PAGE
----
Identification of Perinatal HIV Exposure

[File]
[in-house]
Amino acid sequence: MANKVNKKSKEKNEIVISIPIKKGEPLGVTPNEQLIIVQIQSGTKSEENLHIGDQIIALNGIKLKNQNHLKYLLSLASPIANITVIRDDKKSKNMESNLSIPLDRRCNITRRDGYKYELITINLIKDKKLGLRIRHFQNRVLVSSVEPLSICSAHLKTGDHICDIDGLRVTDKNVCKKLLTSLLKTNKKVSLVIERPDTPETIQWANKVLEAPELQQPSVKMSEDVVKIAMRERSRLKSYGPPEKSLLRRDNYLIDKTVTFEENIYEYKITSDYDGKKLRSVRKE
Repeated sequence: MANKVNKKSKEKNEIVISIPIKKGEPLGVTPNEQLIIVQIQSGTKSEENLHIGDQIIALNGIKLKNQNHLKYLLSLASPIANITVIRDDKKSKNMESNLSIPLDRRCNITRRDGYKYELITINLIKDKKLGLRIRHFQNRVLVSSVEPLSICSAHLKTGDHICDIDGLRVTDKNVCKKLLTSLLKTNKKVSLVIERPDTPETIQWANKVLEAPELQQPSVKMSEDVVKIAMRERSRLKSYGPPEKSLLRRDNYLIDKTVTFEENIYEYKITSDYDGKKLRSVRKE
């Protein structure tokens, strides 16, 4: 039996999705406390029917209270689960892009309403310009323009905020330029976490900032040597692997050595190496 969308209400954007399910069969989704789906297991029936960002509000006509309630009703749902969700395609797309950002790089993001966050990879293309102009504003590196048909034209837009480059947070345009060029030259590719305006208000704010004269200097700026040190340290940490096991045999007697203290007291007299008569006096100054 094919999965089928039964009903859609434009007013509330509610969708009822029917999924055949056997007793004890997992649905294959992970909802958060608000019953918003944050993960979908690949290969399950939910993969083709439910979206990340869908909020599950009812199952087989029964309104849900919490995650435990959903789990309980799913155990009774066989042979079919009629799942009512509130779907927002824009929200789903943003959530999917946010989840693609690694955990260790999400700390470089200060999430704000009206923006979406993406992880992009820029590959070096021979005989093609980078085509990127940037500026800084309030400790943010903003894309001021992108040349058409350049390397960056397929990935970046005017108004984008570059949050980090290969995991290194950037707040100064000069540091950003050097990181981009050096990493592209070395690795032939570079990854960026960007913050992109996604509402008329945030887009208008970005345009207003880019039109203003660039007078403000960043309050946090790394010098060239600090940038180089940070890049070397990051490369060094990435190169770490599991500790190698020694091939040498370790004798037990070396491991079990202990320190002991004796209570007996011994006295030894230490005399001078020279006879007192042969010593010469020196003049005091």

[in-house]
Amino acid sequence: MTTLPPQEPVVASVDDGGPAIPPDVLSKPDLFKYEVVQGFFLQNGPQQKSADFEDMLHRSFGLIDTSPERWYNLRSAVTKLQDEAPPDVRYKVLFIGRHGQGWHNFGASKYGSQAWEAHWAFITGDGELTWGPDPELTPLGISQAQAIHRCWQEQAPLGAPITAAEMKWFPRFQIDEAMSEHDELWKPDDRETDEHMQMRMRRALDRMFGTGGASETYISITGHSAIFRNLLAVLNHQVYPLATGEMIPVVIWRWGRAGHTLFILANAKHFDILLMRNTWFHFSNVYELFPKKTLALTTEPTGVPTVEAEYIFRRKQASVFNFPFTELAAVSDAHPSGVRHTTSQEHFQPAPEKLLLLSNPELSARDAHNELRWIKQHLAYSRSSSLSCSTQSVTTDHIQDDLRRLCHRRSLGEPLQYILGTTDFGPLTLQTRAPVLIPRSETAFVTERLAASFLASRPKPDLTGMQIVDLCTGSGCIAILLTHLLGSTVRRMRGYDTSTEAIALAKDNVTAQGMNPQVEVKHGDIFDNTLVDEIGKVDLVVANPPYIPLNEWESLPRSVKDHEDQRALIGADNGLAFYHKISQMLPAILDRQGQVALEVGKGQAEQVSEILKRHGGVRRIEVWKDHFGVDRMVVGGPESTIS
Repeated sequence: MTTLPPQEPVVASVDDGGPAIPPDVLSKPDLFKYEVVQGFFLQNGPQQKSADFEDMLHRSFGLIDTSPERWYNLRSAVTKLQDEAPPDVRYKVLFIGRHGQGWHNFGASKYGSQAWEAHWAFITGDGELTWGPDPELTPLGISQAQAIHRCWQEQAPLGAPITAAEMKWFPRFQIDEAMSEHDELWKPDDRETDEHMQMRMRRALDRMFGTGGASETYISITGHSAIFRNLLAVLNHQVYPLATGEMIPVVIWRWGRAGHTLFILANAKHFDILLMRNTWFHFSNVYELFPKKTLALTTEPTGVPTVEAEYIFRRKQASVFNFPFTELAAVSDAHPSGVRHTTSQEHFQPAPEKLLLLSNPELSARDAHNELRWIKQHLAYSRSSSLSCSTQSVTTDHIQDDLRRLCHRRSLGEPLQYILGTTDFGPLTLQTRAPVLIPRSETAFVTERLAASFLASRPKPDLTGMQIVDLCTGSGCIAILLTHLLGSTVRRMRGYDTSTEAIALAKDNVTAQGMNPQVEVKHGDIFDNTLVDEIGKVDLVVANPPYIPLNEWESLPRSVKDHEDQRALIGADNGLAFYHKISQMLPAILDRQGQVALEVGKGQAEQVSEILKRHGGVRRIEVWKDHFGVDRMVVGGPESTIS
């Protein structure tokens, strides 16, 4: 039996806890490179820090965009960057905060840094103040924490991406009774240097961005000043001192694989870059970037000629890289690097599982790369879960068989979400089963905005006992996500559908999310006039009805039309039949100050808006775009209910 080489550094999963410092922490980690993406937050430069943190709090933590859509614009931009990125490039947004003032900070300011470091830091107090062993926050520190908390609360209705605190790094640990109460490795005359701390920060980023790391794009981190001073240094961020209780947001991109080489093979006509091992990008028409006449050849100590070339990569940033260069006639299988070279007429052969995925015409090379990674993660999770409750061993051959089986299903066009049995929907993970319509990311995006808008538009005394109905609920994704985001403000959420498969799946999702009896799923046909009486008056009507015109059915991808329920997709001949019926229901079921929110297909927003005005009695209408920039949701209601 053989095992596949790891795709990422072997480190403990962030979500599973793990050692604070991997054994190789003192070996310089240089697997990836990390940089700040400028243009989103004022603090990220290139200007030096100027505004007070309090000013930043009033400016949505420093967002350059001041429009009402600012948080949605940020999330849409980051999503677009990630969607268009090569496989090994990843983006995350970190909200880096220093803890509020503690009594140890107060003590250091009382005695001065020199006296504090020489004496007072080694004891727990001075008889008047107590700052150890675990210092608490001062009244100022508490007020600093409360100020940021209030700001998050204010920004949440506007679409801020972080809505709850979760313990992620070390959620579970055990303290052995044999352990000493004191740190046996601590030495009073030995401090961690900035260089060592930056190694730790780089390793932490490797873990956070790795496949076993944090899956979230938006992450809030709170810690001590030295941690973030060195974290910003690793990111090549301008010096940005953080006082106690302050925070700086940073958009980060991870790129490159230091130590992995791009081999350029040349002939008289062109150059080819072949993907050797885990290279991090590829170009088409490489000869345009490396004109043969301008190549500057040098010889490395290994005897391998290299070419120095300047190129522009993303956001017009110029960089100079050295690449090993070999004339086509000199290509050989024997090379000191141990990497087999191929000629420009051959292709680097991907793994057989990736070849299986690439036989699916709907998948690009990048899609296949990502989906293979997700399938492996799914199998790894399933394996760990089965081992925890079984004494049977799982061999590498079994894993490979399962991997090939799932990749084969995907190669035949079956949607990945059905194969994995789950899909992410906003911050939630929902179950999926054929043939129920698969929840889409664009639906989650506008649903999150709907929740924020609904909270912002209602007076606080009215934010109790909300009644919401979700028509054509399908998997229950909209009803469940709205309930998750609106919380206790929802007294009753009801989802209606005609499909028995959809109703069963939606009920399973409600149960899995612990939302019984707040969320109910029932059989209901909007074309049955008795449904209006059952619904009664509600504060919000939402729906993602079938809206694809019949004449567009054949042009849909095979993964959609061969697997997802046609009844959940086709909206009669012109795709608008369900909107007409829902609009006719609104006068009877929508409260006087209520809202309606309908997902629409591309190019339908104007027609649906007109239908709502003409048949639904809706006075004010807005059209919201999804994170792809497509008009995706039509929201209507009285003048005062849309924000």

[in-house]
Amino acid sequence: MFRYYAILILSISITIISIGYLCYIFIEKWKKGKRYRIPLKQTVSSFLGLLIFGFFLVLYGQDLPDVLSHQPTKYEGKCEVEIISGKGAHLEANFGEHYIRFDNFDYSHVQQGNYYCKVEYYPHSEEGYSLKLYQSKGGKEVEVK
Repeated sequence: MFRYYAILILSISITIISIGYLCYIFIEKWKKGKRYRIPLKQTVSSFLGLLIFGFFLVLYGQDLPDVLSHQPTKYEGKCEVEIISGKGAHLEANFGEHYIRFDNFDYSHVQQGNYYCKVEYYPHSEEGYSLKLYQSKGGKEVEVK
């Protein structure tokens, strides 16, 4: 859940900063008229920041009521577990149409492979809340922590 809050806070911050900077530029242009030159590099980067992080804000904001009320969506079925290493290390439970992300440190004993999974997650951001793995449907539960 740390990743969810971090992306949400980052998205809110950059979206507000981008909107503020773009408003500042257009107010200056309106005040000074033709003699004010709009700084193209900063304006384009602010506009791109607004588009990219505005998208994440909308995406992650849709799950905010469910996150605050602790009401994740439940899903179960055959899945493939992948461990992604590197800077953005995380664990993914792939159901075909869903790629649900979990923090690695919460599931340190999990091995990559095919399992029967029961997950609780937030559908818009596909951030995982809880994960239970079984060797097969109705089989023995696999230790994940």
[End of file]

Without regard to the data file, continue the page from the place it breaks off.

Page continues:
Universal counseling and mandatory offering of HIV testing is now a standard of care for all pregnant women in the United States and is endorsed by the U.S. Public Health Service, the American Academy of Pedi atrics, and the American College of Obstetricians and Gynecologists. Early identification of HIV in infected women allows for management of HIVexposed and HIV-infected children, as well as optimal treatment options for the infected woman. This allows for the provision of antiretroviral therapy during pregnancy and labor and to the newborn to reduce HIV transmission from mother to child.19 Counseling concerning the risk of HIV transmission through breast milk is given, and HIV-exposed infants may receive PCP prophylaxis pending early diagnostic evaluation between 4-6 weeks to 4 months.36 In the event that the mother has not been tested during pregnancy, the offering of HIV testing, appropriate counseling, obtaining informed consent, and offering of testing to the neonate is the standard.

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